Urban Infill DevelopmentAnti-government conservatives have long ridiculed urban planners and environmentalists for their efforts to concentrate development in urban centers and limit the growth of sprawl. They argue that these ‘grand visionaries’ and urban planners are attempting to engineer top down control over consumers, who by and large desire the stereotypical American dream: a detached, single family home in the suburbs. Academics like USC’s Peter Gordon have argued that

…the era of strong downtowns dominating the major cities is, with very few exceptions (city quarters with historic districts and some small tourist downtowns), long gone and will never return.

But a new EPA report examining building permit records across the country provides hard evidence that the trend to suburban housing may be starting to reverse itself. Despite the higher construction costs of building in urban settings, the greater likelihood of neighborhood opposition, regulatory hurdles and lack of supporting infrastructure, the data show a new picture of US settlement patterns emerging:

…there has been a dramatic increase in the share of new construction built in central cities and older suburbs. Specifically, in roughly half of the metropolitan areas examined, urban core communities dramatically increased their share of new residential building permits.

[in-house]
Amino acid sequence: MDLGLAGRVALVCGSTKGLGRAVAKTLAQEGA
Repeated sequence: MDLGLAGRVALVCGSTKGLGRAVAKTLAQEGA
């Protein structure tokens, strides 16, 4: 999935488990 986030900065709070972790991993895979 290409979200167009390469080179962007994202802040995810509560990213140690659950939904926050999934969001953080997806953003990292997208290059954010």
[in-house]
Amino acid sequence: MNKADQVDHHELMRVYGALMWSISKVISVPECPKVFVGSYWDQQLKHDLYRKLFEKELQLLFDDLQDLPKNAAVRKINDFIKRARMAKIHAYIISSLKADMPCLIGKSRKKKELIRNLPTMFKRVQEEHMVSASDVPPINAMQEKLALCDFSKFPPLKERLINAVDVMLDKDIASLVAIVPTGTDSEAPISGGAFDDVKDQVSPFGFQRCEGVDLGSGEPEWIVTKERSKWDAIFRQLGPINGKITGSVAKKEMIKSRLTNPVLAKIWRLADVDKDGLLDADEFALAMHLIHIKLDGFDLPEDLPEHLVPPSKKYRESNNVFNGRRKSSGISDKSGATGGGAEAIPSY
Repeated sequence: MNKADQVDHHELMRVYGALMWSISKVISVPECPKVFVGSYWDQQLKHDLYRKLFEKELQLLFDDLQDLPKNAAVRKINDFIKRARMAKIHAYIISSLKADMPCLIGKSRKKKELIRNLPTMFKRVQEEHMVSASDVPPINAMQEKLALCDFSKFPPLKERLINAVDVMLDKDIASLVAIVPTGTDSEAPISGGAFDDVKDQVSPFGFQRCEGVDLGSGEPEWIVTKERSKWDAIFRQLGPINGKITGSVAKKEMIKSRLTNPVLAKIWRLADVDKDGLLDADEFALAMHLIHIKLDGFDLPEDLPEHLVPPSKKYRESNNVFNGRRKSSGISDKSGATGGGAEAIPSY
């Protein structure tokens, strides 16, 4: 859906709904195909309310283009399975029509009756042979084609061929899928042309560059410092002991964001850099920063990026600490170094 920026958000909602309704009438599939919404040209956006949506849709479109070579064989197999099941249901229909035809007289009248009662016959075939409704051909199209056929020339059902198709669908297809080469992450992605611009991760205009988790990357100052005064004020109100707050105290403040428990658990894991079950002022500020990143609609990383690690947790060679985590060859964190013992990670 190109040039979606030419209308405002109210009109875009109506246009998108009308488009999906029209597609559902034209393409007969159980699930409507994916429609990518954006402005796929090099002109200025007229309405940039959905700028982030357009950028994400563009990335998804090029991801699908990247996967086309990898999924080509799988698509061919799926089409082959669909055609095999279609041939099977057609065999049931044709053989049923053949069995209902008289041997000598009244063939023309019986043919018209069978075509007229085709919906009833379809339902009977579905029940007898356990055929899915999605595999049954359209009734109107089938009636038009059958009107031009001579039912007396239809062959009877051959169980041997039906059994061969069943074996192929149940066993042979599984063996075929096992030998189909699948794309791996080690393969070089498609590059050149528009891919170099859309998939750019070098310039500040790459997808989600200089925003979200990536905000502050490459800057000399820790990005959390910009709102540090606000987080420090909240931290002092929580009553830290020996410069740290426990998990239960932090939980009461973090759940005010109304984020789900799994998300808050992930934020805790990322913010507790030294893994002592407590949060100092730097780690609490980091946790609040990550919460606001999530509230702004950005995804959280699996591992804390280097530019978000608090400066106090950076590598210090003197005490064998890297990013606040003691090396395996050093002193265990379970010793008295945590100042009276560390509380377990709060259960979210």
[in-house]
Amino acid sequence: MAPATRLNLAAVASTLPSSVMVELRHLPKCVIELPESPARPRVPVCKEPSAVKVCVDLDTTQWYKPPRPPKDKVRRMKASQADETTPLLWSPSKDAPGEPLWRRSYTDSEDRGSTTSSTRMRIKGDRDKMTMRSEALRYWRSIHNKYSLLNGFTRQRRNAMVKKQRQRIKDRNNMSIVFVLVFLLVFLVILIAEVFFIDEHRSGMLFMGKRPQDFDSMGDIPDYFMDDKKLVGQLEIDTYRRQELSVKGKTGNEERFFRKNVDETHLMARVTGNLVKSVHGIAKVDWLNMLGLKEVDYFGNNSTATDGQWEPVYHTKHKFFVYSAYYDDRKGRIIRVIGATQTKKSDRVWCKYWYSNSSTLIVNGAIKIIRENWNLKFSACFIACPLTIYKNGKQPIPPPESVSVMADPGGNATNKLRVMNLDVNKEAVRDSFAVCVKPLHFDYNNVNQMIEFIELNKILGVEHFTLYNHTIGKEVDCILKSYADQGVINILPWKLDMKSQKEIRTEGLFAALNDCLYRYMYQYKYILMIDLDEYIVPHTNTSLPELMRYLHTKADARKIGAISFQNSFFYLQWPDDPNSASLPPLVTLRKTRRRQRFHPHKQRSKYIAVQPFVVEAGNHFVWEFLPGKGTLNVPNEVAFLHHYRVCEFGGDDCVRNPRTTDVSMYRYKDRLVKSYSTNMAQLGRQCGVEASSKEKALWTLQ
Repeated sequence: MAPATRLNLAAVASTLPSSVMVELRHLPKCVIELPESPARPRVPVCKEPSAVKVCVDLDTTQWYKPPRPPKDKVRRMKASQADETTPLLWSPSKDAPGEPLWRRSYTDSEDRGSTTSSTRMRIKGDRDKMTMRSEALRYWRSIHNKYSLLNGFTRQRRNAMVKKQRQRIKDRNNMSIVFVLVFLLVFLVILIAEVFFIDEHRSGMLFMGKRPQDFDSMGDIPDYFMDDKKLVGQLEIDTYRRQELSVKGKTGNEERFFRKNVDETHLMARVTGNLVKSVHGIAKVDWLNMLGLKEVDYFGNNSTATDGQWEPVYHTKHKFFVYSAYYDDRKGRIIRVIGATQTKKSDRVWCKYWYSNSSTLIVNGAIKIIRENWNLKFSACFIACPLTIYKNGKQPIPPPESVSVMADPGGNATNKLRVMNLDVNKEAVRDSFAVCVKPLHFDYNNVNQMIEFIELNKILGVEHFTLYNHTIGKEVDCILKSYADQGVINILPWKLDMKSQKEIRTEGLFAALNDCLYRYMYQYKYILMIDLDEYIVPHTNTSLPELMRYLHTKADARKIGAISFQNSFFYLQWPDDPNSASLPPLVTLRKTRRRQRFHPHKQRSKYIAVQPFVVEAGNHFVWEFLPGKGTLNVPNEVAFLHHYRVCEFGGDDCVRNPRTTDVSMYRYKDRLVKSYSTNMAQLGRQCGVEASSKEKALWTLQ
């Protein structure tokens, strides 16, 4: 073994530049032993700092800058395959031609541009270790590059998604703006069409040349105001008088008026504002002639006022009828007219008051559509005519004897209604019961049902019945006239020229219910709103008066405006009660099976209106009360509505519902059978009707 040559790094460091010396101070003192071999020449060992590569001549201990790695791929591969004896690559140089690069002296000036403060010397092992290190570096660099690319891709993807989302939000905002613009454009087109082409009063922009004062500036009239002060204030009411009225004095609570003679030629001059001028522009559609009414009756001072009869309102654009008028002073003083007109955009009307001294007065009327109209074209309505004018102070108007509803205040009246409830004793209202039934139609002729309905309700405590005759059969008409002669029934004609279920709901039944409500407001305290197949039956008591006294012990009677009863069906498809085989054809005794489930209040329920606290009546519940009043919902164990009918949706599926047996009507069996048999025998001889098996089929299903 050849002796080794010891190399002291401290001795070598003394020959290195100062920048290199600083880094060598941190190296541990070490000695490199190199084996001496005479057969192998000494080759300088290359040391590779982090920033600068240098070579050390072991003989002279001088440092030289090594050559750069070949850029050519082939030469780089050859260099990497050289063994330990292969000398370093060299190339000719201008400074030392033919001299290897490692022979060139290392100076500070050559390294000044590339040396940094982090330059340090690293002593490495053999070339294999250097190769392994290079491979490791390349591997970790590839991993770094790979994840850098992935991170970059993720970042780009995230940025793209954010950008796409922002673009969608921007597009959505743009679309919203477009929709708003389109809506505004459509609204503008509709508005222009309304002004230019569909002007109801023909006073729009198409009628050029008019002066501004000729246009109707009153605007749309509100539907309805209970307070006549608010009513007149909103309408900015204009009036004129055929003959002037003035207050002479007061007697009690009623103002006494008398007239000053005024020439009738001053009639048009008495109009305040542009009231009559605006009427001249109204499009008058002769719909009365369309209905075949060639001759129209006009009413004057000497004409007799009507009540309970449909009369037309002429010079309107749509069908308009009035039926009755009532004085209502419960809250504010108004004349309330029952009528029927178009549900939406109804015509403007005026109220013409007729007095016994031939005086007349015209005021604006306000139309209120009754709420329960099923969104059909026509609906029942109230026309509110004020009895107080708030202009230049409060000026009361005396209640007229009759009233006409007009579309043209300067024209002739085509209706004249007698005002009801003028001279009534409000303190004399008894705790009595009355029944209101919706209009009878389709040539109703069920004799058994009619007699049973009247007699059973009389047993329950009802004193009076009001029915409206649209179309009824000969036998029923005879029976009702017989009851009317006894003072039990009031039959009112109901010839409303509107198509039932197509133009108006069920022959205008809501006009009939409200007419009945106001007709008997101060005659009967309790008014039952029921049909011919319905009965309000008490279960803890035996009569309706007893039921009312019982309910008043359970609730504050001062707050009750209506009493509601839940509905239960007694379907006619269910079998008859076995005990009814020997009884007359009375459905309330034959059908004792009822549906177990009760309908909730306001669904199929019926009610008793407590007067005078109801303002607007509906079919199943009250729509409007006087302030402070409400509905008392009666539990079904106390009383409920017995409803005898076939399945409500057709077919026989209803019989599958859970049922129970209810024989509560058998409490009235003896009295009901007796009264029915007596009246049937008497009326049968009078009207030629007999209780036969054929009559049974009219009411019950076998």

The report demonstrates that in fifteen urban regions across the US, the central city more than doubled its share of permits. It shows that the trend to urban housing “has been particularly dramatic” since 2002. And despite the downturn in the housing market, data from 2007 continue to show the shift to infill development.

What explains this new trend? While there are likely many factors at play, including the efforts of urban planning departments to focus new development in the inner city and investments in downtown-oriented public transit and development projects like convention and sports centers, the true cause appears to be the consumer.  As a new generation of home buyers emerges, the old paradigm of a 1950s-style suburban life may be losing sway. Younger families, singles and older citizens in particular are seeing the value of a life free of auto-dependence and within walking distance of urban amenities.  And as governments and the market respond to this demand, we are likely to see this new version of the American Dream become more prevalent.

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